Fri, Aug 17, 10am, Scrimmage @ Kea`au
   Sat, Aug 25, 10am, Scrimmage @ Waiakea
   Thu, Sept 6, 6pm, @ Pāhoa
   Sat, Sept 15, 1pm, @ Kohala
   Sat, Sept 22, 3:30pm, host Lanai @ Kea`au
Girls Volleyball:
   Tue, Aug 14, 6pm, host Waiakea
   Fri, Aug 24, 6pm, @ Mauna Lani
   Wed, Aug 29, 6pm, @ Hilo
   Fri, Aug 31, Kamehameha Tourney
   Sat, Sept 1, Kamehameha Tourney
   Wed, Sept 5, 6pm, host Pāhoa
   Wed, Sept 12, 6pm, @ Christian Liberty
   Fri, Sept 14, @ Kamehameha
   Mon, Sept 17, 6pm, host Lapahoehoe
   Wed, Sept 19, 6pm, host Kohala
   Thu, Sept 20, 6pm, @ Honoka`a
   Tue, Sept 25, 6pm, @ HPA
   Fri, Sept 28, 6pm, host Kona
Cross Country:
   Sat, Aug 25, @ CLA (preseason)
   Sat, Sept 1, 10am, @ HPA
   Sat, Sept 8, 10am, @ Kamehameha
   Sat, Sept 15, 10am, Kea`au
   Sat, Sept 22, 9am, @ HPA

Photo from volcanoartcenter.org
A TASTE OF TEA & POTTERY FUNDRAISER is hosted at Volcano Art Center's Ni`aulani Campus in Volcano Village this Sunday, Aug 12, from 1 to 5 p.m. The event raises funds for the Fire Arts -- ceramics and glass -- programs at Volcano Art Center. Admission, $25 per Volcano Art Center Member or $30 per Non-Member, includes choice of one handmade teacup or bowl, a tasting of several freshly brewed Hawai`i-grown teas, and participation in a traditional Japanese tea ceremony. The event offers door prizes and a silent auction. Guests may also purchase tea cakes and cookies, and additional tea or tea cups.
     The afternoon features a talk about "History and Future of Tea Growing in Hawai`i" by Eva Lee from the Hawai`i Tea Grower's Association, and a tea ceremony by the Urasenke Hilo Association, dedicated to the transmission and the practice of the traditional Japanese tea ceremony.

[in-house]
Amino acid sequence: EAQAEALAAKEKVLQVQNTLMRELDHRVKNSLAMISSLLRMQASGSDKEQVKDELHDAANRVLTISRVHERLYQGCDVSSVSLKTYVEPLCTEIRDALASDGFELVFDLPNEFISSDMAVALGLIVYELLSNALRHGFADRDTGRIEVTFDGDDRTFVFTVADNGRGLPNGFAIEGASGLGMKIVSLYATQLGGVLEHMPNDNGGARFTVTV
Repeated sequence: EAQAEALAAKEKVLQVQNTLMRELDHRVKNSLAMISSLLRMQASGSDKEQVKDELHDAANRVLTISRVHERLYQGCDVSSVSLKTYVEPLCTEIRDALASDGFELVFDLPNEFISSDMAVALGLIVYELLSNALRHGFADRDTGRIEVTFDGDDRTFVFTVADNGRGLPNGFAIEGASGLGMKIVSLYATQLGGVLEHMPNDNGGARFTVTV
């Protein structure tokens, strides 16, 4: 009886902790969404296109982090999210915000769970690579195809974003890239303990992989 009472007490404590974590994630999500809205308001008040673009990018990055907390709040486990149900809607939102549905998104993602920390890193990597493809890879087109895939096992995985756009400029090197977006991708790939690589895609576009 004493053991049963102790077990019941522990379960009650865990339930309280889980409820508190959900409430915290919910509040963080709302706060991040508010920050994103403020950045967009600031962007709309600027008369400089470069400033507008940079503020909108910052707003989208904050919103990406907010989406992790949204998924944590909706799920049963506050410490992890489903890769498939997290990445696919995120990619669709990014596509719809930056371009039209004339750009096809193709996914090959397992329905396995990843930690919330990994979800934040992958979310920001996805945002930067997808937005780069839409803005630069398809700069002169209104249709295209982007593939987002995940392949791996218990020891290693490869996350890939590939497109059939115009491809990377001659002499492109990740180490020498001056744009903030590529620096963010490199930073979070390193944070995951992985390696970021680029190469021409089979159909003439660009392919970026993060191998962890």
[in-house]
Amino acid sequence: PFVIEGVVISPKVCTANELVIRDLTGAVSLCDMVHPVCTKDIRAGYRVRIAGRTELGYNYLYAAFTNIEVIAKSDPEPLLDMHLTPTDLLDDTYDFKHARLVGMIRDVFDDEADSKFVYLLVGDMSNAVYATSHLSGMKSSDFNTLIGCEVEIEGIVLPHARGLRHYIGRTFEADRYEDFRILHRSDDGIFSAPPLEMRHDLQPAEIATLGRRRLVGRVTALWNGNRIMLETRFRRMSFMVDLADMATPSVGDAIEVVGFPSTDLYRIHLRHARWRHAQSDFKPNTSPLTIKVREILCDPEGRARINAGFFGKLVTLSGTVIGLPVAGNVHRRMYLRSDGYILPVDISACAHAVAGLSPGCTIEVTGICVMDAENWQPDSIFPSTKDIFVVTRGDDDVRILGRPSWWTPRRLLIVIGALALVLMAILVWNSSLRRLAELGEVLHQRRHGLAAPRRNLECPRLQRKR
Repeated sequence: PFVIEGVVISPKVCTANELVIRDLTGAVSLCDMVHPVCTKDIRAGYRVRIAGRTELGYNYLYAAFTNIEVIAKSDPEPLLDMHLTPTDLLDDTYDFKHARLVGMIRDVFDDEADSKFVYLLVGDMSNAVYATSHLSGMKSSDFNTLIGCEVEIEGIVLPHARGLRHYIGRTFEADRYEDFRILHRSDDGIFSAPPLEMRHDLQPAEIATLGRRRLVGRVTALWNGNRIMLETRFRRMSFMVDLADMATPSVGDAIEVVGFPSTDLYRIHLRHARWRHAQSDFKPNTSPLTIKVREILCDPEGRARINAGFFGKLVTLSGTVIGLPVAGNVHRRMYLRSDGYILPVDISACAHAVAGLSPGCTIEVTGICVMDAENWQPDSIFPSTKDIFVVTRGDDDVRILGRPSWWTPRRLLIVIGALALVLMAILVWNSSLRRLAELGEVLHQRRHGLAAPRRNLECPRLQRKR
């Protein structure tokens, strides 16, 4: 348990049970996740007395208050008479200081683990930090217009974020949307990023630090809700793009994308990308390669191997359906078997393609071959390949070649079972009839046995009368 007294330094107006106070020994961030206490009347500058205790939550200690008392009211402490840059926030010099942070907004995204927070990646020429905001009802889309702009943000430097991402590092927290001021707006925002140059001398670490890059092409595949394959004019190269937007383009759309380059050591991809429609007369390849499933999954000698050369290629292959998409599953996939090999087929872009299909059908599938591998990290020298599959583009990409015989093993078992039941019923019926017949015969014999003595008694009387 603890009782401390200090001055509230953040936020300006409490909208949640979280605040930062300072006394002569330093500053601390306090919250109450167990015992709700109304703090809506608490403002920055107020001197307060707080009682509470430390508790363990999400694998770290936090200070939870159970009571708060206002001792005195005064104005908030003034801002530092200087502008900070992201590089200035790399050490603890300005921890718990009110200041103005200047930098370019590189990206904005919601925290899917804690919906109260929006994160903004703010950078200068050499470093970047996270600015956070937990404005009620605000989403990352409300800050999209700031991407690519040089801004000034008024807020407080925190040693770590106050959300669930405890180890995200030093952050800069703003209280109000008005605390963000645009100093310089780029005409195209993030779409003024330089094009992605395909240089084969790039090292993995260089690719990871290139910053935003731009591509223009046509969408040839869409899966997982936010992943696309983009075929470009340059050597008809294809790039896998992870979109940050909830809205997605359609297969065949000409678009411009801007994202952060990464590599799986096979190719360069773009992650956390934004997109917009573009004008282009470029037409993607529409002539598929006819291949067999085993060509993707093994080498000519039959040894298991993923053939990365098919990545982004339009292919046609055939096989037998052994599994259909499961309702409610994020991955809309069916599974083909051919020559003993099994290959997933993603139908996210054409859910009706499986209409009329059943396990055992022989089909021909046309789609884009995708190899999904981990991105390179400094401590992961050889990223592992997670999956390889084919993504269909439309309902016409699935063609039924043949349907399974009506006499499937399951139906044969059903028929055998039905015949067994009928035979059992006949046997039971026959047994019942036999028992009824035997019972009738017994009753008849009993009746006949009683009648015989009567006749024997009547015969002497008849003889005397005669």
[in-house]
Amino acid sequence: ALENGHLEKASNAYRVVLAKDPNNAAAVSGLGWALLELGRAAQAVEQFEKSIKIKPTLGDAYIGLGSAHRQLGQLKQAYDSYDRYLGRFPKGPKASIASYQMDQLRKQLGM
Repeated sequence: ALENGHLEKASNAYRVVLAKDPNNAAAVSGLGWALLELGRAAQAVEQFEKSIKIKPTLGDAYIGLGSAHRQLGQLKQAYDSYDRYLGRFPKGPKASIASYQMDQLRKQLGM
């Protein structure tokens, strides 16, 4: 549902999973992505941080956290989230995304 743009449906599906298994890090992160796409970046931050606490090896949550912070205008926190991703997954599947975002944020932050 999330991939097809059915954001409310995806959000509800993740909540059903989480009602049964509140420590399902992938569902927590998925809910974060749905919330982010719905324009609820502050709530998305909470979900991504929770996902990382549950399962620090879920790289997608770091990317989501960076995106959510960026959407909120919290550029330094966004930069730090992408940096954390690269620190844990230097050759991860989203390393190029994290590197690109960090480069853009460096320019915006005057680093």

Photo from
     Demonstrations of wheel-thrown pottery and stained-glass techniques by Volcano Art Center instructors and students are presented throughout the day. A special two-hour East African handbuilding ceramics class, taught by Erik Wold, will be offered for ticket holders during the event, at an additional $30 for Volcano Art Center Members and $35 for Non-Members.
     "In 2016," states the event description, "after years of planning, the Volcano Art Center realized the long-standing goal of offering ongoing ceramics and glass programs. These programs are now expanding and include high-fire pottery, flame-worked glass, stained glass, and ceramic classes for students of the Volcano School of Arts and Sciences.
Photo from volcanoartcenter.org
     "Many local artisans have contributed their time, expertise, and equipment to get these programs up and running, including potters Chiu Leong, Erik Wold, Lisa Louise Adams, and Emily Herb; and stained glass artists Claudia McCall and Lois Pollock. Funds raised from last year's event helped Volcano Art Center secure basic infrastructure needs for the Program including tables, stools, improved lighting, and storage for work in progress. Response from students has been very positive. As we continue to grow these programs, ongoing fund raising is critical."